Calling the Spirits
Copyright © 2012 by Michael Drake All Rights Reserved ISBN 978-0-9629002-3-5 Talking Drum Publications Salem, Oregon, USA http://ShamanicDrumming.com All rights reserved. No part of this book may be reproduced in any form or by any means, electronic or mechanical, including photocopying, recording, or by any information storage and retrieval system, without permission in writing from the publisher, except for brief quotations embodied in literary articles or reviews. Printed in the United States of America Cover Art: A Creative Commons licensed derivative of a Sámi shamanic drum contributed by Christopher Forster and Tor Gjerde.
To master drum maker Judith Thomson—who above all, was a wise, generous, and beloved friend. Her extraordinary passion and tireless devotion to “the way of the drum” has been a wellspring of inspiration for me. She mentored many drum makers and keepers in many communities across the United States and Canada. Hers was an authentic life well lived and she will be deeply missed.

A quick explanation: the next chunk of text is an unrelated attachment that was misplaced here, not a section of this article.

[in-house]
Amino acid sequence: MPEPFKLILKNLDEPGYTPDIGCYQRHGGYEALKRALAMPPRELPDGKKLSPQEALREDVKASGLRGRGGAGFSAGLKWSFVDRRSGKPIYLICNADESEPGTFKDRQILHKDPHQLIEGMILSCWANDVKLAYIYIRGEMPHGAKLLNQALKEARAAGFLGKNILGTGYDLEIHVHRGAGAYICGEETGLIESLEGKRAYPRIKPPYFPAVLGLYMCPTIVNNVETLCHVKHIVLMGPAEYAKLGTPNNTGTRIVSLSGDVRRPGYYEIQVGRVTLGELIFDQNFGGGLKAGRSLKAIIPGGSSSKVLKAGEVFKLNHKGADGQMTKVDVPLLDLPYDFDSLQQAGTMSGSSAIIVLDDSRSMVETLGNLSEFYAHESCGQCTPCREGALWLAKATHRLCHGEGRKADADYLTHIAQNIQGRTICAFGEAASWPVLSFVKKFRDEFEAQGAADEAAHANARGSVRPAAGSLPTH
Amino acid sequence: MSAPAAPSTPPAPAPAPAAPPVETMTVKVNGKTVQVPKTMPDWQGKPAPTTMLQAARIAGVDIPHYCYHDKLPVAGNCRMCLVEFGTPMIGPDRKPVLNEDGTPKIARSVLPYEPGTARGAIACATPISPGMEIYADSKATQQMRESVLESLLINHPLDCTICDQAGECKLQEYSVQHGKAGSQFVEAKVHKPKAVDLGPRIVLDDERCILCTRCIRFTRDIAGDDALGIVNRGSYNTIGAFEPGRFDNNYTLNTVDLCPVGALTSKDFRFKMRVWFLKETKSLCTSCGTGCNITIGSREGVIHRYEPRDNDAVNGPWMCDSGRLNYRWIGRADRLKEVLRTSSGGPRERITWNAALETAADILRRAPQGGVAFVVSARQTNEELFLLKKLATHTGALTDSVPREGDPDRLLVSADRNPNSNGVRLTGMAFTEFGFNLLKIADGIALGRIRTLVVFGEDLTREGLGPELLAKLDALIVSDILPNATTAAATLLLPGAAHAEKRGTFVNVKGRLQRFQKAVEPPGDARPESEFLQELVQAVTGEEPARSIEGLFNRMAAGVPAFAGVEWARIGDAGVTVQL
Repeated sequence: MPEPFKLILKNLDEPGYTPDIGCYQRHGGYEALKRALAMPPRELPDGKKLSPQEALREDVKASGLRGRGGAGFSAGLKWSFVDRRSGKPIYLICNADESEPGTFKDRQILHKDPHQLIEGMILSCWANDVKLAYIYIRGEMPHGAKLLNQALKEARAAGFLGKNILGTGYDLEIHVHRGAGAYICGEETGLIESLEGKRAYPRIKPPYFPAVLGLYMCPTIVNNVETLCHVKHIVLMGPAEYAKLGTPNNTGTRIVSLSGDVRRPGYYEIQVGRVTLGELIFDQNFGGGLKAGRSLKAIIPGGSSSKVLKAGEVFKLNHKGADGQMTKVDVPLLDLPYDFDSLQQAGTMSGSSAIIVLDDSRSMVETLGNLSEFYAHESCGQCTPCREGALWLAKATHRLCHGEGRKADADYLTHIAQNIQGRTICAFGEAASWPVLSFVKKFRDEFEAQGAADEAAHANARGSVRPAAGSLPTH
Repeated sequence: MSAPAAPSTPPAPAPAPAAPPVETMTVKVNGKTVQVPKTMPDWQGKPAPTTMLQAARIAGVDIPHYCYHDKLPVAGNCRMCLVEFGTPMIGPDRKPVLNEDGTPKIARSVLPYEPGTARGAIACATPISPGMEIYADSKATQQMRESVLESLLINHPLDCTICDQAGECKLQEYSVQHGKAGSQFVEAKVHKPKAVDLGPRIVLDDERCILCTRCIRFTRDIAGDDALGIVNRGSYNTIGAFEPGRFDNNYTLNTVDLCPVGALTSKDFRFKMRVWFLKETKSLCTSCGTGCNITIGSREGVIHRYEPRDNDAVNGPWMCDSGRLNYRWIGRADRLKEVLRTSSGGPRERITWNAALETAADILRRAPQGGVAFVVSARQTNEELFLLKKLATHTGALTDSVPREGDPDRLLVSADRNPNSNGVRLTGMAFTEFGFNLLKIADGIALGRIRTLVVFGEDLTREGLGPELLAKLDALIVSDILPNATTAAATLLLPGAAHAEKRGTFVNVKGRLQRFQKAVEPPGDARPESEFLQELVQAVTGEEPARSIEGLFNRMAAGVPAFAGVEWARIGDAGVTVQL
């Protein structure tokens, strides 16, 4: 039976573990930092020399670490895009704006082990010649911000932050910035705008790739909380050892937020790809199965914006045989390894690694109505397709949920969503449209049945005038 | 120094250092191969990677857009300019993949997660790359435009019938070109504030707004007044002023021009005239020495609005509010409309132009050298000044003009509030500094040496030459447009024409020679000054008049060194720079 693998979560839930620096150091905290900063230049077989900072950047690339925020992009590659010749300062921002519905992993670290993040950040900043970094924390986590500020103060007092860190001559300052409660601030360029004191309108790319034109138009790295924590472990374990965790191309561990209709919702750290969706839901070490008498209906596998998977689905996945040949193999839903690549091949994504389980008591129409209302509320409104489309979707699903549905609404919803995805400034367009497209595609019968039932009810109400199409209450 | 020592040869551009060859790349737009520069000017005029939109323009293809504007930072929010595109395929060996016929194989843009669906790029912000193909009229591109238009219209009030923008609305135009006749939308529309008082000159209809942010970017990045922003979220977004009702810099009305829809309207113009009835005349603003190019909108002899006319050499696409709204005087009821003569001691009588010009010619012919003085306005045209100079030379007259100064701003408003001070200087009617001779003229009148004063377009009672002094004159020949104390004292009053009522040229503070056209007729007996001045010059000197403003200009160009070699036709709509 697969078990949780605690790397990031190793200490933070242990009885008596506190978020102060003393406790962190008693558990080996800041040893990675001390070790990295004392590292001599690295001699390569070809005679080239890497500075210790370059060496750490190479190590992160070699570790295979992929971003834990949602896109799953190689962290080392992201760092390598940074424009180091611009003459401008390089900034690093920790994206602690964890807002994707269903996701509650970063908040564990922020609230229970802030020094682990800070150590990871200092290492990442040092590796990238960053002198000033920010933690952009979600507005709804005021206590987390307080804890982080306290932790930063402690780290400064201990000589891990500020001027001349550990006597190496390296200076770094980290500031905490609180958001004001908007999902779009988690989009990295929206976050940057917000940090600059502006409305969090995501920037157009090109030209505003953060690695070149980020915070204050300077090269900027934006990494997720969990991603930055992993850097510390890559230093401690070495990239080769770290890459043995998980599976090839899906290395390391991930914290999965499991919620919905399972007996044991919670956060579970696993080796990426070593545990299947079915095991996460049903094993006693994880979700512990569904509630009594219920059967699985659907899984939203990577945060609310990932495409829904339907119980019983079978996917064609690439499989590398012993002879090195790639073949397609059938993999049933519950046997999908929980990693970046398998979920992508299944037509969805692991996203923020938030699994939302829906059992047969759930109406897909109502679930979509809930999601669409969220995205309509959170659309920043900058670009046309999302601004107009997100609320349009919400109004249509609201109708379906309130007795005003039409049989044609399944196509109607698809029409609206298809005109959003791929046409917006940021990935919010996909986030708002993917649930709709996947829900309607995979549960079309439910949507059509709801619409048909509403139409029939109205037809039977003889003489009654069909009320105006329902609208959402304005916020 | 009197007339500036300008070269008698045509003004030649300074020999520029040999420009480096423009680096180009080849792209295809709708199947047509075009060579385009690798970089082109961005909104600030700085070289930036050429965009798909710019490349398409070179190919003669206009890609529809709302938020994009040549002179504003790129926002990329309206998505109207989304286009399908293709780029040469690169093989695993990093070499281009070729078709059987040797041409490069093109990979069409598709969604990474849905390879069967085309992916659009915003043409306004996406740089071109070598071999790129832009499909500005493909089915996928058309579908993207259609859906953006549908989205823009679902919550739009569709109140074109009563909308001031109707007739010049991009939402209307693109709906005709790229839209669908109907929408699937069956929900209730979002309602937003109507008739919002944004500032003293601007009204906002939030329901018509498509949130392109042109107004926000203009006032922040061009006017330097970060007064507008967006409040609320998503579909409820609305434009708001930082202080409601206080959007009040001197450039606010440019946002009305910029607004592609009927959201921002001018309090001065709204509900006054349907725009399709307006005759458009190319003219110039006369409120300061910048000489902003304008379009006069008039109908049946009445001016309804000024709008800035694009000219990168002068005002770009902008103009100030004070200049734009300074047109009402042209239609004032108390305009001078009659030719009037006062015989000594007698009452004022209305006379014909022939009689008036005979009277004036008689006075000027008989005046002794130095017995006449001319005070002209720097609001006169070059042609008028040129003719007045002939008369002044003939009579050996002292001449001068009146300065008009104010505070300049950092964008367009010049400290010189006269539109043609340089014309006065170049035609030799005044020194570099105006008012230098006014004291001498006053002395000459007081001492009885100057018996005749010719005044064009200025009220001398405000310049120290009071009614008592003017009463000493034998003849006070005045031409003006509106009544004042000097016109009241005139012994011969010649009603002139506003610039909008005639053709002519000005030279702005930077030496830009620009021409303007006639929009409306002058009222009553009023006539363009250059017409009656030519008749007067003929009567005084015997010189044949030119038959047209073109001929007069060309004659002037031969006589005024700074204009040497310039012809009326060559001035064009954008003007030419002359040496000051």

The shamanic methodology presented in this book should not be viewed as a substitute for orthodox medical or psychological treatment, but should instead be considered a complementary treatment. I trust you will use your own discretion and intuitive wisdom as to how shamanic drumming may be appropriate to your particular needs.
Acknowledgments................................................................................7 Introduction..........................................................................................9 Chapter 1. Chapter 2. Chapter 3. Chapter 4. Chapter 5. Chapter 6. Chapter 7. Chapter 8. Chapter 9. The Calling..............................................................21 The Initiation...........................................................27 The Training............................................................33 Helping Spirits.........................................................53 Creating Sacred Space.............................................65 Shapeshifting...........................................................77 Shamanic Music.......................................................93 Shamanic Drumming..............................................103 Shamanic Drumming Circles.................................127